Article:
When Fear Meets Love

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When fear pricks the heart it flies in the face of every message about love we absorb from the culture: that love should provide a safe haven against the storms of life; that love should be easy; that love and fear are mutually exclusive, and that if fear enters the picture it means something is wrong.

Nothing could be further from the the truth. One of the most profound messages my life-changing therapist who I saw in my twenties shared with me is that the depth of the love is equal to the depth of the fear. In other words, each time you deepen the love – each time you move toward your partner and strengthen your intimacy – the fear deepens as well. Imagine that there are two wells living inside of you: a well of love and a well of fear. The well of love is filled with warm, … Click here to continue reading…

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The Well of Self

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We all carry within us a well of Self. We can’t see this well, but we know when the waters are clear and full or when they’re low and flecked with the dark matter of the lies we tell ourselves about ourselves. We know when the waters are warm from the time, interest, and compassion we pour into ourselves or cold from being ignored. Like a child, the Self thrives under the sunlight of focused and loving attention, and withdraws when you, as the loving parent, make everything else in your life more important.

When the waters are cold, dark-flecked and low, the sides of the well magnetically attract unwanted thoughts, worry, perfectionism, and self-doubt. A flame of thought darts into the well and, without the waters to absorb it, it clings to the side and burns there. Without a full Self to douse the flame with truth-waters, to turn … Click here to continue reading…

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Anxiety is Not an Accident

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If you follow my work you know that I view anxiety quite differently than most people. Instead of seeing it as something to eliminate as quickly as possible – usually with medication – I see it as the soul’s way of communicating, via the vessel of the body, that something is awry inside and is ready to transform. Eradicating the anxiety before you understand its message would be like stamping out a headache every time one appears and then realizing that the headaches were trying to communicate an imbalance in your brain chemistry that needed attention. And of course we do that all the time with our myriad of quick-fix band-aid solutions for getting rid of physical pain as quickly as possible.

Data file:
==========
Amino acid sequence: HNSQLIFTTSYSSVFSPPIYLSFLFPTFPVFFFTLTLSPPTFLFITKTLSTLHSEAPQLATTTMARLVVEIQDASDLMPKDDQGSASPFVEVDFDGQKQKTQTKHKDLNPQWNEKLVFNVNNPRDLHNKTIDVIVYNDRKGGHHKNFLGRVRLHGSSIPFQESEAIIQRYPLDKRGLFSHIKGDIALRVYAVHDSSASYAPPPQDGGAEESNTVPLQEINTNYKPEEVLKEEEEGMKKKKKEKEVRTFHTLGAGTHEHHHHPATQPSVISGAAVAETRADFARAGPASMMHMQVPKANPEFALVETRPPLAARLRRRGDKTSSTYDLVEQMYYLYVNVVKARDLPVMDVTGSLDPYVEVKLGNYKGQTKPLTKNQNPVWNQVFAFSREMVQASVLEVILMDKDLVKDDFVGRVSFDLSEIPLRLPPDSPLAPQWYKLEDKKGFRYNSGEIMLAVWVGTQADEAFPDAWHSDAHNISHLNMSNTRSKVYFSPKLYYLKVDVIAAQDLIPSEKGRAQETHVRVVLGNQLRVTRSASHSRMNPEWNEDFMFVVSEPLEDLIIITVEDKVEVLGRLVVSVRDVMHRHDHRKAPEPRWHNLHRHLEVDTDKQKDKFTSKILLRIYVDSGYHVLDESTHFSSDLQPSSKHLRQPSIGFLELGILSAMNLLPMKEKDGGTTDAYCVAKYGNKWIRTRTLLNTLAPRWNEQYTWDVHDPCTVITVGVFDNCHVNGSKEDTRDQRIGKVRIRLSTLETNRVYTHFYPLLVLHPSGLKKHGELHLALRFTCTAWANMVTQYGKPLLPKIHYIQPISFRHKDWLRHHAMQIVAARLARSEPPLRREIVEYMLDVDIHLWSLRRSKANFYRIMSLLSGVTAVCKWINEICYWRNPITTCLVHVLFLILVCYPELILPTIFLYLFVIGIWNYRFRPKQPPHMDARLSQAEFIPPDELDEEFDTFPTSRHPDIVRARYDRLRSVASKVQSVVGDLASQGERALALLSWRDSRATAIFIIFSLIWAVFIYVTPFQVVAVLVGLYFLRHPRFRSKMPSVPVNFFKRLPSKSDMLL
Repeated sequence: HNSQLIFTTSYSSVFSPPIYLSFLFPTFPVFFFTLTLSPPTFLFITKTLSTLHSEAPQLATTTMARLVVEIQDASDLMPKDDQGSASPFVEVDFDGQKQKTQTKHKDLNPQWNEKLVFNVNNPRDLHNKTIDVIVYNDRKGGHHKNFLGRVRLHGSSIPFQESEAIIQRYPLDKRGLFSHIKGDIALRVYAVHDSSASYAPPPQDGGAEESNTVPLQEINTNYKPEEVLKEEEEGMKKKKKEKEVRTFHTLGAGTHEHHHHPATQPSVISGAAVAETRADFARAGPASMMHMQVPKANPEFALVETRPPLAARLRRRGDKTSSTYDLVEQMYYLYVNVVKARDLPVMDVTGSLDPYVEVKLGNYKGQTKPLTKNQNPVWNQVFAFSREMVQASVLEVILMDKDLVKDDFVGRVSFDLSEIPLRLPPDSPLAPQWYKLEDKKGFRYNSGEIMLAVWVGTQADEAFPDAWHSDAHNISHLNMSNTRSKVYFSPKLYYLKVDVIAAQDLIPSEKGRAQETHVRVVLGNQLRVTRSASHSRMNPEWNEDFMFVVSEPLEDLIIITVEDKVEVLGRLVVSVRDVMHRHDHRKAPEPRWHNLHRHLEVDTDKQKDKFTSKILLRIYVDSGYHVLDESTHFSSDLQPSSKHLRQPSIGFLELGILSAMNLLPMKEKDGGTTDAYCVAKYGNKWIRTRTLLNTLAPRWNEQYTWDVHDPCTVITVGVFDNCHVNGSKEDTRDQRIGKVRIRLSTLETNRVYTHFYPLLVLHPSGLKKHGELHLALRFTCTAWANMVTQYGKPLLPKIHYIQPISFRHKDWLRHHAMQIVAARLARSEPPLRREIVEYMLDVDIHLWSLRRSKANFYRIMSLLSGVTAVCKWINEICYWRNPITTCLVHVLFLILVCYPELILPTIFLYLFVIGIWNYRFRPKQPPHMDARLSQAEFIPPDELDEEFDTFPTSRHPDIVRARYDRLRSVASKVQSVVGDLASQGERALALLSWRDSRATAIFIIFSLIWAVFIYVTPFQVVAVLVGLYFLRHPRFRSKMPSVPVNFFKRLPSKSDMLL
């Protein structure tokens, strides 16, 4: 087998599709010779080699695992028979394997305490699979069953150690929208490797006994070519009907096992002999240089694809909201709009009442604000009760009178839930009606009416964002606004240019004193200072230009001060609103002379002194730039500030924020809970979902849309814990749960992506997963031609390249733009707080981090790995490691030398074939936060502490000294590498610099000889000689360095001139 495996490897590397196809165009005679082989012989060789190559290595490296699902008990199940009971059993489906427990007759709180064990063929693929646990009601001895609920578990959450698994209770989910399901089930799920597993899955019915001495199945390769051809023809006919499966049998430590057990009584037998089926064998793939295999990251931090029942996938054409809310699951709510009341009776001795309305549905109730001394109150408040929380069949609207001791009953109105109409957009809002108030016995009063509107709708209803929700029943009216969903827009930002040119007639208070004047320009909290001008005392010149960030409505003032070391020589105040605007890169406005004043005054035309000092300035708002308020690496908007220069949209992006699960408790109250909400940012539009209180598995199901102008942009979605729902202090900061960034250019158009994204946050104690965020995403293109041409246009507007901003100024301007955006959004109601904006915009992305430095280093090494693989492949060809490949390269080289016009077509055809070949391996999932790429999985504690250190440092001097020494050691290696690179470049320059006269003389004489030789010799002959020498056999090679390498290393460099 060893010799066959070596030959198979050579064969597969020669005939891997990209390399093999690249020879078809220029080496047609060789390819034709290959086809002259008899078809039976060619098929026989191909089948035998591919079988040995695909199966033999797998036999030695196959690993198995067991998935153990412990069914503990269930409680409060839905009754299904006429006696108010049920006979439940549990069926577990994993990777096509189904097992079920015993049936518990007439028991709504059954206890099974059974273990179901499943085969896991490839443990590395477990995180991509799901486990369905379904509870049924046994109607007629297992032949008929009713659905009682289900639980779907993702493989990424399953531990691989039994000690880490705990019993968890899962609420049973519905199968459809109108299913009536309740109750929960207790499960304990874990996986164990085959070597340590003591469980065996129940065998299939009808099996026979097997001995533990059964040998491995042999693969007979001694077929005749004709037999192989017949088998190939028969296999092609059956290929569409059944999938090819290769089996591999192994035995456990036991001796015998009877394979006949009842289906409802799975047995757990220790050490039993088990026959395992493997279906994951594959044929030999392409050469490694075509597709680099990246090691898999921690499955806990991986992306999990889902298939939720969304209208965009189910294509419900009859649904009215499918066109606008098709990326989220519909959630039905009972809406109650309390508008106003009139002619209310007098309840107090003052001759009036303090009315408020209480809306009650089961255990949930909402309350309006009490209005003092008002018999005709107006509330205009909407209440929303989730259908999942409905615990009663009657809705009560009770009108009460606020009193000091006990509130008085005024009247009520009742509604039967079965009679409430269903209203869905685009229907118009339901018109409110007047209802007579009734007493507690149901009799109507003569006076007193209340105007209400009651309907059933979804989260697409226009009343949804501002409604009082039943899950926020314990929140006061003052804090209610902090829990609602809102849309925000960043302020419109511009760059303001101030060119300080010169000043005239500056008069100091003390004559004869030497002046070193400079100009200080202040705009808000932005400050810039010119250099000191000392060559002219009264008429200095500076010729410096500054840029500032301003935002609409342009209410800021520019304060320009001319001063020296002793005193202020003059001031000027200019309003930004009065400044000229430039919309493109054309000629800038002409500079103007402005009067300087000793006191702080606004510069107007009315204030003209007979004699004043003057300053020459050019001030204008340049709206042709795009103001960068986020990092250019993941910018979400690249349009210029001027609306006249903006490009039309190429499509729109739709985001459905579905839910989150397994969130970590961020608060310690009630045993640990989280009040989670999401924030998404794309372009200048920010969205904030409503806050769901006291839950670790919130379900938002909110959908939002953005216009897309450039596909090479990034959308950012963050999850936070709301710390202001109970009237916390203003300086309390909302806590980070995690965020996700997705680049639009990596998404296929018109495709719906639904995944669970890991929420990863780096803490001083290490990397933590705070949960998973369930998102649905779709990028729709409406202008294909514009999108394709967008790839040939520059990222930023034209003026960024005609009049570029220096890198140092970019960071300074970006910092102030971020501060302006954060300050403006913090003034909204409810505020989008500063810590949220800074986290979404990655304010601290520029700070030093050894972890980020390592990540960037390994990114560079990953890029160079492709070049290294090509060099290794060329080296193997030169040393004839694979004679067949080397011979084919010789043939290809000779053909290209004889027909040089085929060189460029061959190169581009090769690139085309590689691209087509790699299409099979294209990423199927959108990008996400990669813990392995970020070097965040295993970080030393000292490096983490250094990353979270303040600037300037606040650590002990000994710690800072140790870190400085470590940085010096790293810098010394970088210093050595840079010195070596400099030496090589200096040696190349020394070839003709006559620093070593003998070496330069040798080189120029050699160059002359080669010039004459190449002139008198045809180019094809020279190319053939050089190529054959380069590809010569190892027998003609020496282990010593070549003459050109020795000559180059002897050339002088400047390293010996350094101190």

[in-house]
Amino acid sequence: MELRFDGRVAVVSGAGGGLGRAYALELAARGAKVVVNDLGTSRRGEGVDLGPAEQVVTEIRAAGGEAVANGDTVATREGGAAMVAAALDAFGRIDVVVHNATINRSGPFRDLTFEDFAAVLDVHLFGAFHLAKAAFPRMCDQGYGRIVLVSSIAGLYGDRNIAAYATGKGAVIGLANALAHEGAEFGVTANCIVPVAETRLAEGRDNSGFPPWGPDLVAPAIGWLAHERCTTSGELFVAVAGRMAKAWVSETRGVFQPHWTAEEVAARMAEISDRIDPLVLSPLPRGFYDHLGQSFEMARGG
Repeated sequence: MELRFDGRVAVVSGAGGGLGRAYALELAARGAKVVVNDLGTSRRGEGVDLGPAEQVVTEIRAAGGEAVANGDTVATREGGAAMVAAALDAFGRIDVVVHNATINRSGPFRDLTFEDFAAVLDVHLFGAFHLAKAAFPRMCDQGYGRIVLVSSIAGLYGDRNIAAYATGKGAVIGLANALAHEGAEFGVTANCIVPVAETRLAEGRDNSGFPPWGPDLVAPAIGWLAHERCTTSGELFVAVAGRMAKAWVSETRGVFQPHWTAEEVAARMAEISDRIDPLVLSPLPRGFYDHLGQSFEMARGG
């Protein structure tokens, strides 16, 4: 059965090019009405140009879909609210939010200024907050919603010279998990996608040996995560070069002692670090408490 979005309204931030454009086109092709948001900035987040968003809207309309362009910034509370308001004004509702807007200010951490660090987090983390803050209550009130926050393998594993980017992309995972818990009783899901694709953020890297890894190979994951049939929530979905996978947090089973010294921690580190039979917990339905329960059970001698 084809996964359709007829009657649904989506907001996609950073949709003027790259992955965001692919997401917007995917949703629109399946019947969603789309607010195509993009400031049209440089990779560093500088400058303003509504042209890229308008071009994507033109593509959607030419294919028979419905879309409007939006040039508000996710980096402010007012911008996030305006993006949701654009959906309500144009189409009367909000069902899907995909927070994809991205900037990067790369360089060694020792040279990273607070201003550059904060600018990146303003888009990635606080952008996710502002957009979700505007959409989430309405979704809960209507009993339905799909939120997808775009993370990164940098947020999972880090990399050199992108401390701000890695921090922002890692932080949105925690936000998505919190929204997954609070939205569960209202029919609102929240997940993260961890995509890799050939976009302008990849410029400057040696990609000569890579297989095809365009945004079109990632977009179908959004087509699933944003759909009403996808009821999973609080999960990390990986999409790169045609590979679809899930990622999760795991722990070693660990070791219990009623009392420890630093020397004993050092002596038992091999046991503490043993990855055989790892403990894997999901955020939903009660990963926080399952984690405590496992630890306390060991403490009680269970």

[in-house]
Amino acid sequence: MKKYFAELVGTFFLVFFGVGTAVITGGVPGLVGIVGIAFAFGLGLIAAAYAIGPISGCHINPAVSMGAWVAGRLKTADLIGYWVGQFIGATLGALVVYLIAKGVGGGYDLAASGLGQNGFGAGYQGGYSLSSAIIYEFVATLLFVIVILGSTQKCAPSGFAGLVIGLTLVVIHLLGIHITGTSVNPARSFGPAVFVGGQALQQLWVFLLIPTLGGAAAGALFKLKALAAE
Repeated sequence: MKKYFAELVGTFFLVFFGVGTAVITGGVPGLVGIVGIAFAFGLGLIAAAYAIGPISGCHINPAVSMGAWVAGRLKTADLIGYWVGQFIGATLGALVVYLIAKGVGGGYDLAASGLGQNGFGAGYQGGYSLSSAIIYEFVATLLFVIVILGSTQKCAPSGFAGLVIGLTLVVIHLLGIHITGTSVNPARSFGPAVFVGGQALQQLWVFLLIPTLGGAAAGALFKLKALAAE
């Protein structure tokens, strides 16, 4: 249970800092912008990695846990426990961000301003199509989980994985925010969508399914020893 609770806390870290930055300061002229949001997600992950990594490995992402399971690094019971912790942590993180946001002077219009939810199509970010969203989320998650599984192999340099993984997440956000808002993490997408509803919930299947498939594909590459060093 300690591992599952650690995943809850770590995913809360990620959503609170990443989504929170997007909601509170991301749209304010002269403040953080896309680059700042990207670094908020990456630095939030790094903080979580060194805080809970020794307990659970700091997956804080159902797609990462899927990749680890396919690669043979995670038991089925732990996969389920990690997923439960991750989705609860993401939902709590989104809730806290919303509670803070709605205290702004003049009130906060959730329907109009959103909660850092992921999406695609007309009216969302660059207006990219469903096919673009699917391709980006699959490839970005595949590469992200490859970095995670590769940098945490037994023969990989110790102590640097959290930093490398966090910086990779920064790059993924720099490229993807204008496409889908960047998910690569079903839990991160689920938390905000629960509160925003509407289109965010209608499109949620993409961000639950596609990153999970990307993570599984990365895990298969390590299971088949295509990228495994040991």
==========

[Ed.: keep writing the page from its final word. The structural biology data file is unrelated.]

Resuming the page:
Perhaps the biggest deterrent to healing from anxiety is the belief that it shouldn’t be happening: that if you were in a different relationship or lived in a … Click here to continue reading…

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Still Learning

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A few weeks ago my family and I spent five days up in the mountains. Overall, it was a lovely vacation, with much laughter, hiking, game-playing, and boating. But for some reason my husband and I were in one those spells when we bumped heads at some point each day. Perhaps it was hormones or lack of sleep; whatever the cause we weren’t in our best flow. On our last day we had a horrible fight in the middle of Garden of the Gods (oh, the irony of having a blow-up at Garden of the Gods!), in front of our kids, then drove back in silence until we arrived at our cabin and each retreated to our separate corners to continue to fester in our own dark projections. We finally, miraculously, found our way back to sanity, and after consciously choosing to express accountability in front of and to our … Click here to continue reading…

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It's Not What You Think

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One the many problems of living in an image-based, superficial culture is that we learn to take life at face value. You have a dream about having sex with someone other than your partner and you latch onto the most obvious interpretation that you secretly want to have sex with someone else. You find yourself obsessively thinking about your ex and you assume it means you still want to be with him or her. You bolt awake in the middle of the night with unexpected doubt about whether you love your partner enough and you assume that you don’t love your partner enough. Your child screams at you and you assume that he’s trying to control you or needs a lesson in manners and respect. These seem like reasonable enough interpretations, and they’re certainly supported by the mainstream culture.

By contrast, part of the reason that people respond to my … Click here to continue reading…

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